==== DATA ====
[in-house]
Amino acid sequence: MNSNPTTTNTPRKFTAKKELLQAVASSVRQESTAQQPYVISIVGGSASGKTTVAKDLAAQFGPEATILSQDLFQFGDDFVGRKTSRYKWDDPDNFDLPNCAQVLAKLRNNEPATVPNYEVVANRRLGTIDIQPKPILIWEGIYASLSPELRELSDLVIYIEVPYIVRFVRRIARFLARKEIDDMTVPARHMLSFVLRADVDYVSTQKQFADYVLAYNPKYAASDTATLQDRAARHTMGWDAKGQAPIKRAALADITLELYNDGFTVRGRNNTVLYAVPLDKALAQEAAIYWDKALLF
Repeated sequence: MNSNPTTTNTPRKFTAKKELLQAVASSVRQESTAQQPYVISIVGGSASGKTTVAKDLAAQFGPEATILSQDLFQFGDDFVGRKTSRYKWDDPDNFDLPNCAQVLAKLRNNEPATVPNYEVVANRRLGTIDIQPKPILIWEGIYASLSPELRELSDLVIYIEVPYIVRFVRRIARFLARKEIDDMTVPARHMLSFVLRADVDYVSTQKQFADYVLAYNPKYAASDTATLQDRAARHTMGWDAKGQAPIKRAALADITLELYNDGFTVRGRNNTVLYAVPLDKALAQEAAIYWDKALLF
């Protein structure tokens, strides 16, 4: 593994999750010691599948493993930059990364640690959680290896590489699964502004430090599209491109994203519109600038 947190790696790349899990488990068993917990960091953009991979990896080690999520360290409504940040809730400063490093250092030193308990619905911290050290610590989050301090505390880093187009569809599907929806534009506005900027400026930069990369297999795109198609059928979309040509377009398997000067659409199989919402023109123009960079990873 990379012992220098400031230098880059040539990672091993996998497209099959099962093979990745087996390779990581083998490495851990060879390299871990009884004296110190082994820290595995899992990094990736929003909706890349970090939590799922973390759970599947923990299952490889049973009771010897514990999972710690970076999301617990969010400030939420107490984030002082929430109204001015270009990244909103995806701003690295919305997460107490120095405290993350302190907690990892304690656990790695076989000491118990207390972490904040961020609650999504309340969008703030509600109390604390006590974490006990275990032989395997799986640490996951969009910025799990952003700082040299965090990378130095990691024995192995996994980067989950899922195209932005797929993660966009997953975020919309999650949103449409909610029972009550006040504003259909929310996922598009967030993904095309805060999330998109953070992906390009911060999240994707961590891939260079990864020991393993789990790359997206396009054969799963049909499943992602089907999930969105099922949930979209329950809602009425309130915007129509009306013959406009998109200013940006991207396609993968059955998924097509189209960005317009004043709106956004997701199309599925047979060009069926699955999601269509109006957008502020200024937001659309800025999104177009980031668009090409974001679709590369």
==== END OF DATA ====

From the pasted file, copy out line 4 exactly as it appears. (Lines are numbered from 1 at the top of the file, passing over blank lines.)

């Protein structure tokens, strides 16, 4: 593994999750010691599948493993930059990364640690959680290896590489699964502004430090599209491109994203519109600038 947190790696790349899990488990068993917990960091953009991979990896080690999520360290409504940040809730400063490093250092030193308990619905911290050290610590989050301090505390880093187009569809599907929806534009506005900027400026930069990369297999795109198609059928979309040509377009398997000067659409199989919402023109123009960079990873 990379012992220098400031230098880059040539990672091993996998497209099959099962093979990745087996390779990581083998490495851990060879390299871990009884004296110190082994820290595995899992990094990736929003909706890349970090939590799922973390759970599947923990299952490889049973009771010897514990999972710690970076999301617990969010400030939420107490984030002082929430109204001015270009990244909103995806701003690295919305997460107490120095405290993350302190907690990892304690656990790695076989000491118990207390972490904040961020609650999504309340969008703030509600109390604390006590974490006990275990032989395997799986640490996951969009910025799990952003700082040299965090990378130095990691024995192995996994980067989950899922195209932005797929993660966009997953975020919309999650949103449409909610029972009550006040504003259909929310996922598009967030993904095309805060999330998109953070992906390009911060999240994707961590891939260079990864020991393993789990790359997206396009054969799963049909499943992602089907999930969105099922949930979209329950809602009425309130915007129509009306013959406009998109200013940006991207396609993968059955998924097509189209960005317009004043709106956004997701199309599925047979060009069926699955999601269509109006957008502020200024937001659309800025999104177009980031668009090409974001679709590369």